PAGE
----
The vessel was chartered out in February 2017. During the charter period, the vessel over-consumed bunkers comparing to the warranted suggestions. This resulted in the charterers’ allegation that the owners had misrepresented the vessel’s performance capabilities. The charterers consequentially attempted to rescind the charter for misrepresentation or alternatively to terminate the charter for repudiatory breach. In turn, the owners alleged that the charterers by their conduct breached the charter by way of early termination and sought the respective damages.

Within more than 100 pages award the judge has outlined some prominent issues, which are vital for further understanding of the contract performance and may be summarized as follows:

1. Even though after the charterers found out that warranted fuel consumption was significantly exceeded, they performed all their actions on “reservation of rights” basis and relied on that in their attempt to rescind of the contract, the judge held that the charterers’ conduct (continuation of the charter performance even on without prejudice basis) was in fact an affirmation of contract, thus the right to rescind was waved by the charterers.

2. The approved fact of the vessel’s underperformance in respect of fuel consumption did not constitute a repudiatory breach of the charter by the owners, as far as such breach of warranty did not deprive the charterer of substantially the whole benefit which it was intended to obtain under the charterparty for the payment of hire, or “go to the root” of the charterparty. Therefore, fuel consumption terms entitled the charterers to claim damages, but not to terminate the contract.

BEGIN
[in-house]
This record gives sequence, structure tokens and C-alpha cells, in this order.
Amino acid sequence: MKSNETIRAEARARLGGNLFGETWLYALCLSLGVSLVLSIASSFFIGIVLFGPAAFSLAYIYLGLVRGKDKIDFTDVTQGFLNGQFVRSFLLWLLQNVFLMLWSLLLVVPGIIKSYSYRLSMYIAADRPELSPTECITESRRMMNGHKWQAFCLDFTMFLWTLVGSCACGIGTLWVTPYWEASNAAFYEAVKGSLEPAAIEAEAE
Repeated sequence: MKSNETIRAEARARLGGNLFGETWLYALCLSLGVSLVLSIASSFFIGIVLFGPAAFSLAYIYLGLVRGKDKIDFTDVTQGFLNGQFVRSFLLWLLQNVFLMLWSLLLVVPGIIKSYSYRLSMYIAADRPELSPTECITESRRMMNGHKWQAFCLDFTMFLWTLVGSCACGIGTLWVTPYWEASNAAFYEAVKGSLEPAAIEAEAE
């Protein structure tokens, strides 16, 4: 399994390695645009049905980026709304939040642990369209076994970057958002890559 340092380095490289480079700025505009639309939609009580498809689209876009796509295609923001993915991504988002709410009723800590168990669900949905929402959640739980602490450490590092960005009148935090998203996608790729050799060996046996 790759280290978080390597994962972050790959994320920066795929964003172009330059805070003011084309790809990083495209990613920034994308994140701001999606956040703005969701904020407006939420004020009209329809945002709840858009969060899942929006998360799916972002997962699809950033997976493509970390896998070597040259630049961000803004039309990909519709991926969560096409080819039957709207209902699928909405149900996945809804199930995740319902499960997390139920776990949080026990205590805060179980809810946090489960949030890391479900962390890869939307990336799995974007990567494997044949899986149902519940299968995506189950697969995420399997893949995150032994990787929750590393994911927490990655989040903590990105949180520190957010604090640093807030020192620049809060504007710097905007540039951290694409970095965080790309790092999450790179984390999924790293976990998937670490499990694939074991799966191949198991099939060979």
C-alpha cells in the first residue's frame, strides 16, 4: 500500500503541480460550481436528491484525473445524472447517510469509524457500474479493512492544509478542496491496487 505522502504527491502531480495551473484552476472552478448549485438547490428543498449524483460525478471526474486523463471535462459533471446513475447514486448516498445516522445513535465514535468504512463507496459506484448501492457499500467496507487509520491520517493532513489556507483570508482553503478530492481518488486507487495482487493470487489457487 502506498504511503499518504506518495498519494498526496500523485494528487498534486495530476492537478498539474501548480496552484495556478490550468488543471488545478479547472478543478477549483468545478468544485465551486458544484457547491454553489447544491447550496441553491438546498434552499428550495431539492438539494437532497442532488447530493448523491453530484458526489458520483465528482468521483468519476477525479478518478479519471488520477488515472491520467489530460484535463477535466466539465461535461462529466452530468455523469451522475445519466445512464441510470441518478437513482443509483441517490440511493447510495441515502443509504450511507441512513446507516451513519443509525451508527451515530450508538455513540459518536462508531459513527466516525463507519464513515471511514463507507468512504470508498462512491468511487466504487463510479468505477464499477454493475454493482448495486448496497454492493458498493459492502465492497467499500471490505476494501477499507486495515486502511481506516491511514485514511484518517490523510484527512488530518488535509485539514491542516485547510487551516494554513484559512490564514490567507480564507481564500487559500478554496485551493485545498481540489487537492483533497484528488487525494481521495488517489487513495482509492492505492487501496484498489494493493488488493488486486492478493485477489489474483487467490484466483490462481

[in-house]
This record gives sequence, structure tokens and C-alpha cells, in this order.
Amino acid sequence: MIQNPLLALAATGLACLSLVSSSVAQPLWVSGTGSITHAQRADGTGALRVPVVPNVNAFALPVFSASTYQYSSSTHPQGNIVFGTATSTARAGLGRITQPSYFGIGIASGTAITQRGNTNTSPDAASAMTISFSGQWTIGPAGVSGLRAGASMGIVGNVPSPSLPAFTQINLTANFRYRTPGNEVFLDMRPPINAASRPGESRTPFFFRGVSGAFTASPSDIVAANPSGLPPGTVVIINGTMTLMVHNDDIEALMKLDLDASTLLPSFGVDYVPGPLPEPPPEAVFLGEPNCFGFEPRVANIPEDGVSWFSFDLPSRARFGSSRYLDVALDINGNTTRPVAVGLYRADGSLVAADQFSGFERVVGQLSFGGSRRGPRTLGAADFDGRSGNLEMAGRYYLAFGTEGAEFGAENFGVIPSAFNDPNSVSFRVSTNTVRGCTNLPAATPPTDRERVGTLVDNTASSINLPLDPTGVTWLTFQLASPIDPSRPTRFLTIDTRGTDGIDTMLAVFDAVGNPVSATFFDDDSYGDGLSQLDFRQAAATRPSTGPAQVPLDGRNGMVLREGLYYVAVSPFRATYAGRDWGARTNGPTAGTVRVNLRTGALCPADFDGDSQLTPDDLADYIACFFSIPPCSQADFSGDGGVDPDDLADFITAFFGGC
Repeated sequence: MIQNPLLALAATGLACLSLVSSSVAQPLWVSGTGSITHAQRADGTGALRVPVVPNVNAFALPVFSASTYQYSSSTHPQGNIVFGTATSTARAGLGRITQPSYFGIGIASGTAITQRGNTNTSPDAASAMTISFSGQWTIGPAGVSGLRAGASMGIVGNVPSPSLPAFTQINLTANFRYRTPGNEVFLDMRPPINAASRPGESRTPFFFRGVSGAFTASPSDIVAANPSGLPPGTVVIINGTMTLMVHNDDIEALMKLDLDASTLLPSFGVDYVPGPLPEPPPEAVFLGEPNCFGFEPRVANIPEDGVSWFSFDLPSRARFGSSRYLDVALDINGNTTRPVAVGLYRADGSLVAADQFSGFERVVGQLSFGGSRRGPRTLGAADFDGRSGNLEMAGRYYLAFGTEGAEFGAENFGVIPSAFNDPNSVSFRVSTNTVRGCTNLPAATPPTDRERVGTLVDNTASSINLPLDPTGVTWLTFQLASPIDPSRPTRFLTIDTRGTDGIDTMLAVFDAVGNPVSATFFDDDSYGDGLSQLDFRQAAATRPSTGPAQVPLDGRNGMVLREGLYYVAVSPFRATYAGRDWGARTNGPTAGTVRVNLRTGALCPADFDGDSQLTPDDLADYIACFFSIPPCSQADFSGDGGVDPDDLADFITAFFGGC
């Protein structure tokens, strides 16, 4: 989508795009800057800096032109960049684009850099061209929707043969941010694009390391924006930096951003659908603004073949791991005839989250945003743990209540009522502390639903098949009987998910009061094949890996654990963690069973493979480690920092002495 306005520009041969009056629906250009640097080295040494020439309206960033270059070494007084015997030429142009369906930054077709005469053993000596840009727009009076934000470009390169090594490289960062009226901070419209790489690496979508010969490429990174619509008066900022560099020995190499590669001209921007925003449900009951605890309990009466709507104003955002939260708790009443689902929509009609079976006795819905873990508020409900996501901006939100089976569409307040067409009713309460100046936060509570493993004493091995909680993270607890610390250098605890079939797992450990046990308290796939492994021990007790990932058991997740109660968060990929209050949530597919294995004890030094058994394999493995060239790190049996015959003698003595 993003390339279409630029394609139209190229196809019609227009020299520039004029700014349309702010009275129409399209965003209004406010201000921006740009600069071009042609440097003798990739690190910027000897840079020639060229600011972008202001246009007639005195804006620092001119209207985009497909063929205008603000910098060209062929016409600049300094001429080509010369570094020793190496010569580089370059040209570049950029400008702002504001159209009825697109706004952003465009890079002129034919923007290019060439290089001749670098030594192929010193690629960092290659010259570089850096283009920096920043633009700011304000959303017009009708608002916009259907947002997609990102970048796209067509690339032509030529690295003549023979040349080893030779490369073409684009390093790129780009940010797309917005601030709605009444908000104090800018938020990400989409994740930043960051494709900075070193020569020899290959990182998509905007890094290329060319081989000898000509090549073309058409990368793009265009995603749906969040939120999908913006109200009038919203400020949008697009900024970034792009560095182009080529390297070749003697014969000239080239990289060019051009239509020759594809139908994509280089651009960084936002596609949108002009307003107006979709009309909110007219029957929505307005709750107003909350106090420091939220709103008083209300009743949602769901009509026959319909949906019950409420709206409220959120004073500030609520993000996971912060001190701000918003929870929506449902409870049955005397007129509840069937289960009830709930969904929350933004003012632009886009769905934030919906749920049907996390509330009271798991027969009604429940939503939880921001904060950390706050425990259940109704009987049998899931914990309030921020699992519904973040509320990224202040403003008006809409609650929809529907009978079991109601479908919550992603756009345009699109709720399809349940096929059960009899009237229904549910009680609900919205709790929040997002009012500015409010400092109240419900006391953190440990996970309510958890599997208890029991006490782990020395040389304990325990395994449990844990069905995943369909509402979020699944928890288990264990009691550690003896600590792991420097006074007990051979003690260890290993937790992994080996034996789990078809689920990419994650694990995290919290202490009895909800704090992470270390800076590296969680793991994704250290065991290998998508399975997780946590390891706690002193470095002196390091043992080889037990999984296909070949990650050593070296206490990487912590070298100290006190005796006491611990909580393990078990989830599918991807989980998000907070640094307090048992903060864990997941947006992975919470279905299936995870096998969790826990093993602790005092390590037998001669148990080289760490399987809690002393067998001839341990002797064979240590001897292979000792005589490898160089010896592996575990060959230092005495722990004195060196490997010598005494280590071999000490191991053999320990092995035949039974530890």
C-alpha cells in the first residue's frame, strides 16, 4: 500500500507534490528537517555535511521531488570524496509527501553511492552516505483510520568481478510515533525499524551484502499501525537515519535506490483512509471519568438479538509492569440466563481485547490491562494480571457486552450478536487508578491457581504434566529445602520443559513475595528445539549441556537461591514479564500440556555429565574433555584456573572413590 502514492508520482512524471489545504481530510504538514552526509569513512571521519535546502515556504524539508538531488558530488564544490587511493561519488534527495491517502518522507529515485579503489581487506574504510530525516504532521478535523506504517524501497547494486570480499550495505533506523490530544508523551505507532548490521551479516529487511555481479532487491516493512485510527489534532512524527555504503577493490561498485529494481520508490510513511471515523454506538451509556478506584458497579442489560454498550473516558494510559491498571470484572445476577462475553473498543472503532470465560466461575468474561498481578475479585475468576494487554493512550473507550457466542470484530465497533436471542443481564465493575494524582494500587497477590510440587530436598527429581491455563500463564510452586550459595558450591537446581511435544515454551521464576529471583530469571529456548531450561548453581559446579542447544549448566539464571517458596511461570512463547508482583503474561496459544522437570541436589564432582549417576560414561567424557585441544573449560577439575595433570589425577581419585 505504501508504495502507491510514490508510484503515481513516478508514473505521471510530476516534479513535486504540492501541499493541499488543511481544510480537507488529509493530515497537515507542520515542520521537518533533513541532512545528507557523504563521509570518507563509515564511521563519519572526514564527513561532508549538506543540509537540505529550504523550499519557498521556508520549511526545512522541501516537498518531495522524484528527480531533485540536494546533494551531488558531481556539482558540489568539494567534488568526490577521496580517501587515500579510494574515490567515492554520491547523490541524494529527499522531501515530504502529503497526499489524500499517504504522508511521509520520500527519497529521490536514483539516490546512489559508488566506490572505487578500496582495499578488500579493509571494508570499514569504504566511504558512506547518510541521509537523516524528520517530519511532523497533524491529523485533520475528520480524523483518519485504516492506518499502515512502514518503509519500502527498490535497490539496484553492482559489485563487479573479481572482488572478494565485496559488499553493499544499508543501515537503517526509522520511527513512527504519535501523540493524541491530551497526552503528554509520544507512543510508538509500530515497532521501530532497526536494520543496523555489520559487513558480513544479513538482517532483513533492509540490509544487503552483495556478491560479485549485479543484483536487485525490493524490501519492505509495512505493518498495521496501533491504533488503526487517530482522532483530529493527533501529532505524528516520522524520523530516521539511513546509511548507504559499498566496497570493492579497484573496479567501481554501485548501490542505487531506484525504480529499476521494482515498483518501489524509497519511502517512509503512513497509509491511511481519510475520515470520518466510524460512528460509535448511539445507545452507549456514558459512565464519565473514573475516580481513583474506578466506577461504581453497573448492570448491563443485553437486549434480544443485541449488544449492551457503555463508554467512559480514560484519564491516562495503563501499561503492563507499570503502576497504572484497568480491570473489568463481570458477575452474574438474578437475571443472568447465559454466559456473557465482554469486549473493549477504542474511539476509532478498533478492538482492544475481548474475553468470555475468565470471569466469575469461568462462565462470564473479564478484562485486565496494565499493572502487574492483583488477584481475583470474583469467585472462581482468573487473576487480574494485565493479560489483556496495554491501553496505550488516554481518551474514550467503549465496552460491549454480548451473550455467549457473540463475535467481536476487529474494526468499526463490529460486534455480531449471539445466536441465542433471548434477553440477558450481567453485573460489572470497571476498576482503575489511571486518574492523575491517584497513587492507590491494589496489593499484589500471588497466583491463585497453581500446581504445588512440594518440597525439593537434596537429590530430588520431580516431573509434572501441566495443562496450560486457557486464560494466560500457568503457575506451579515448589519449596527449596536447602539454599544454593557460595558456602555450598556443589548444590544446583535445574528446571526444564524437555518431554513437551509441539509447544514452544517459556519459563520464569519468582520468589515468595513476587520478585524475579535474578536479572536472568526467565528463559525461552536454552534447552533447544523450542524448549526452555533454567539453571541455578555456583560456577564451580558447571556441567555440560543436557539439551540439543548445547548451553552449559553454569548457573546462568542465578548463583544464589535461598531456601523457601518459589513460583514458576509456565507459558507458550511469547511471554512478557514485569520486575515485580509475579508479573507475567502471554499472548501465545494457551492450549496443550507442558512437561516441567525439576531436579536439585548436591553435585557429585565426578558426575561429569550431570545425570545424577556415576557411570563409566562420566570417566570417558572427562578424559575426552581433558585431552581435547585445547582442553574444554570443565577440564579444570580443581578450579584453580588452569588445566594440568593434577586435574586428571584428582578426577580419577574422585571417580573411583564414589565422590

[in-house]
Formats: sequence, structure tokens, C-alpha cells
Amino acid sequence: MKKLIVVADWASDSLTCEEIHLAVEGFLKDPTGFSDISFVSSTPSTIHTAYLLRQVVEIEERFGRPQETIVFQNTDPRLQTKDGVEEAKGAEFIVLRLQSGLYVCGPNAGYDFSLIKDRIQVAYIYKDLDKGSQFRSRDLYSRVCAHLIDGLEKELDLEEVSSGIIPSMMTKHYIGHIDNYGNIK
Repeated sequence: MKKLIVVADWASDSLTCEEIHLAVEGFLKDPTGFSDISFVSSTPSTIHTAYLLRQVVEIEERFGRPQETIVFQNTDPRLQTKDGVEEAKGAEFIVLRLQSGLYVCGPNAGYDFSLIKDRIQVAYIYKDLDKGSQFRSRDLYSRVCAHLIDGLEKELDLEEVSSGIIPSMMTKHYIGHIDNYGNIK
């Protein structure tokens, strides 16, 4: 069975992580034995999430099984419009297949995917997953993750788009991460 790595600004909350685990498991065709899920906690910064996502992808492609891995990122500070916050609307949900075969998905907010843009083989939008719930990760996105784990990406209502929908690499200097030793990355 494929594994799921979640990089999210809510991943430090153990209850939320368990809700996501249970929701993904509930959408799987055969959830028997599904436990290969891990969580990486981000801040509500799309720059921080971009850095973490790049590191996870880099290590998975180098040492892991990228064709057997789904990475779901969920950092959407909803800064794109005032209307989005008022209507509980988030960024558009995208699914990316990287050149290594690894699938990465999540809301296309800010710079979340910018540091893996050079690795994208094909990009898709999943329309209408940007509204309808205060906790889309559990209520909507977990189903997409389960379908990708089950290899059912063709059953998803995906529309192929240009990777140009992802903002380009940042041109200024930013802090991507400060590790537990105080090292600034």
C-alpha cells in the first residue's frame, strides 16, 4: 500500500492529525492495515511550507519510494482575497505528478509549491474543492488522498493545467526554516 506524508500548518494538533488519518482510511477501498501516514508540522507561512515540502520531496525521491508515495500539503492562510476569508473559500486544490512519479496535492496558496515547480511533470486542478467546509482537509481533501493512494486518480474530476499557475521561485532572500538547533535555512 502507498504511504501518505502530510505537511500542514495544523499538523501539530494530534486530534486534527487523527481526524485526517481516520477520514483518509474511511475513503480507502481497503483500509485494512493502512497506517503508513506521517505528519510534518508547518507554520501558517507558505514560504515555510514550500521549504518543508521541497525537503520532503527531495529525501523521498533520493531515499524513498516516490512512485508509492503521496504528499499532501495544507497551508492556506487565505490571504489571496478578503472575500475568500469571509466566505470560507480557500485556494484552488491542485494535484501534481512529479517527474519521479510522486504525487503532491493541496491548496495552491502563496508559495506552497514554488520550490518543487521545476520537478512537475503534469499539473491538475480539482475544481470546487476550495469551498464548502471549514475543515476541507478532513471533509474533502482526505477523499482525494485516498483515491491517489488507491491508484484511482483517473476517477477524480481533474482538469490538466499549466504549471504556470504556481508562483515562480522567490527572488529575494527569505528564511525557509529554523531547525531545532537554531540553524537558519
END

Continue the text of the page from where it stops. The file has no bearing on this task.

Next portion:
3. The charterers, believing in their right to rescind the contract, notified the owners of their intention. As far as their belief appeared to be premature and in fact there was not a right to terminate, the charterers appeared to be in breach themselves and, therefore, the owners were entitled to claim damages for early termination of the charter party by the charterers.

There have been much more interesting findings in the judgement, which are of utmost importance for the determination of the parties’ rights and obligations under the chartering contracts.

 

Owner’s Responsibilities clarified in new GENCON charter

The BIMCO working team who is responsible for drafting documents is currently developing one of the most used in Black Sea region standard Charter Party, which is Gencon 94.

The working team started with and has recently agreed on a new Clause 2 concerning shipowners’ responsibilities. The new clause will offer a more flexible and balanced approach. To be more precise, shipowners now have a due diligence obligation to provide a cargoworthy vessel at the beginning of loading and a seaworthy vessel at the beginning of voyage. In contrast, the Hague-Visby Rules provide that “before and at the beginning of the voyage” obligation which results in ambiguity. As a result of the new Clause, there will be more certainty regarding which points in time the shipowners’ obligations relate to.

Of course, English law which governs the Gencon by default has developed a significant pool of clarifications in this respect and the relevant authorities already distinguish the owner’s responsibilities depending on the stage of the voyage performance, but for the ease of reference and convenient use by all the industry participants it would be much reasonable to outline this commonly established approach in the express term of the standard charter party provision.

With the new Clause 2, GENCON user will get more precise understanding of shipowners’ responsibilities which are to be modified in comparison to the Hague-Visby and would offer more familiarity.

New charter of GENCON is likely to be presented for adoption in May 2021, so we will keep an eye on this process to keep our clients properly updated.